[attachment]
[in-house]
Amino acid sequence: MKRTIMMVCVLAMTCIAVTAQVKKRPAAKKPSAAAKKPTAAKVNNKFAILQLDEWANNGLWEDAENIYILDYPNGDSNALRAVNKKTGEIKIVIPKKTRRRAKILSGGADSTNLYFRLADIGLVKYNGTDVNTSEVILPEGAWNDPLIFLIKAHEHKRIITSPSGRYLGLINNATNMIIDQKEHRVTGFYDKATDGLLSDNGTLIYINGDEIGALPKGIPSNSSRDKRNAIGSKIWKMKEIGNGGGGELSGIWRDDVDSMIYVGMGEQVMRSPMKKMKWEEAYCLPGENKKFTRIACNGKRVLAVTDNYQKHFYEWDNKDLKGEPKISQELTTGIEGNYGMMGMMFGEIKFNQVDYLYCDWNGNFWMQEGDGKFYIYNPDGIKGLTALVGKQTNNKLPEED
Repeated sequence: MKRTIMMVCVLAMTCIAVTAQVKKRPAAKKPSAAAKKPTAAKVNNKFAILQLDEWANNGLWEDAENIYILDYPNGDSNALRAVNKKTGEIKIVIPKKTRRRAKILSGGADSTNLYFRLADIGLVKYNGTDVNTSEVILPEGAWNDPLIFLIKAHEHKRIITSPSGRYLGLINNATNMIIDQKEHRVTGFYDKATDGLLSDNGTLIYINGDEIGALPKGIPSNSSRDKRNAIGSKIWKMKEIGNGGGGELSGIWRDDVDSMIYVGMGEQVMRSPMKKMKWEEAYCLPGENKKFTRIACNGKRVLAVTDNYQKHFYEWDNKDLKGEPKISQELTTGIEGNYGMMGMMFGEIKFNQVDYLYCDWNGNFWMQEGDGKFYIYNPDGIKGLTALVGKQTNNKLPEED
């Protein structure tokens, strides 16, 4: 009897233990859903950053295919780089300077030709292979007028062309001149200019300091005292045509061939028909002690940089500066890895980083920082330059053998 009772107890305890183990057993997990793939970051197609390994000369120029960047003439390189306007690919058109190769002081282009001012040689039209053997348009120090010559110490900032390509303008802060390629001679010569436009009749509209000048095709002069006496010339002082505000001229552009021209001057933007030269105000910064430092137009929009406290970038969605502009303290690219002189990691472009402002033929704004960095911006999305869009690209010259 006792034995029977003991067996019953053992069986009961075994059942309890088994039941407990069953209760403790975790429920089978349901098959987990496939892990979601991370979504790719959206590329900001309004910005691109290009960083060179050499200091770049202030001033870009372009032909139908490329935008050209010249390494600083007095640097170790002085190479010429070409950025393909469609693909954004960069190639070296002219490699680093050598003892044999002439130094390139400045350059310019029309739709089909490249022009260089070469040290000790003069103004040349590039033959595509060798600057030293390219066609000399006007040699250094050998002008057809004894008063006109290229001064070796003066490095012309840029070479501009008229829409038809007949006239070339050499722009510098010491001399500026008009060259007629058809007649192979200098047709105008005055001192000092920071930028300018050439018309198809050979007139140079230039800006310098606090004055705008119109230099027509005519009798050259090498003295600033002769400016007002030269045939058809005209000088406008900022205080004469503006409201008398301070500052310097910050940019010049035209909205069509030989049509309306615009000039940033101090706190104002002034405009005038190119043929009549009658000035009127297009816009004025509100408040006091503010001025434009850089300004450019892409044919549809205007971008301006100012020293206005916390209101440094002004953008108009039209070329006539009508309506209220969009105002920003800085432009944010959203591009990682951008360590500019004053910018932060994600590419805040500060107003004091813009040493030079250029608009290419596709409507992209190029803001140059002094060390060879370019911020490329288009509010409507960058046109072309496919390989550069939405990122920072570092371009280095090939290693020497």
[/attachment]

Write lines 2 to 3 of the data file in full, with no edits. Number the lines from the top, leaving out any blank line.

Amino acid sequence: MKRTIMMVCVLAMTCIAVTAQVKKRPAAKKPSAAAKKPTAAKVNNKFAILQLDEWANNGLWEDAENIYILDYPNGDSNALRAVNKKTGEIKIVIPKKTRRRAKILSGGADSTNLYFRLADIGLVKYNGTDVNTSEVILPEGAWNDPLIFLIKAHEHKRIITSPSGRYLGLINNATNMIIDQKEHRVTGFYDKATDGLLSDNGTLIYINGDEIGALPKGIPSNSSRDKRNAIGSKIWKMKEIGNGGGGELSGIWRDDVDSMIYVGMGEQVMRSPMKKMKWEEAYCLPGENKKFTRIACNGKRVLAVTDNYQKHFYEWDNKDLKGEPKISQELTTGIEGNYGMMGMMFGEIKFNQVDYLYCDWNGNFWMQEGDGKFYIYNPDGIKGLTALVGKQTNNKLPEED
Repeated sequence: MKRTIMMVCVLAMTCIAVTAQVKKRPAAKKPSAAAKKPTAAKVNNKFAILQLDEWANNGLWEDAENIYILDYPNGDSNALRAVNKKTGEIKIVIPKKTRRRAKILSGGADSTNLYFRLADIGLVKYNGTDVNTSEVILPEGAWNDPLIFLIKAHEHKRIITSPSGRYLGLINNATNMIIDQKEHRVTGFYDKATDGLLSDNGTLIYINGDEIGALPKGIPSNSSRDKRNAIGSKIWKMKEIGNGGGGELSGIWRDDVDSMIYVGMGEQVMRSPMKKMKWEEAYCLPGENKKFTRIACNGKRVLAVTDNYQKHFYEWDNKDLKGEPKISQELTTGIEGNYGMMGMMFGEIKFNQVDYLYCDWNGNFWMQEGDGKFYIYNPDGIKGLTALVGKQTNNKLPEED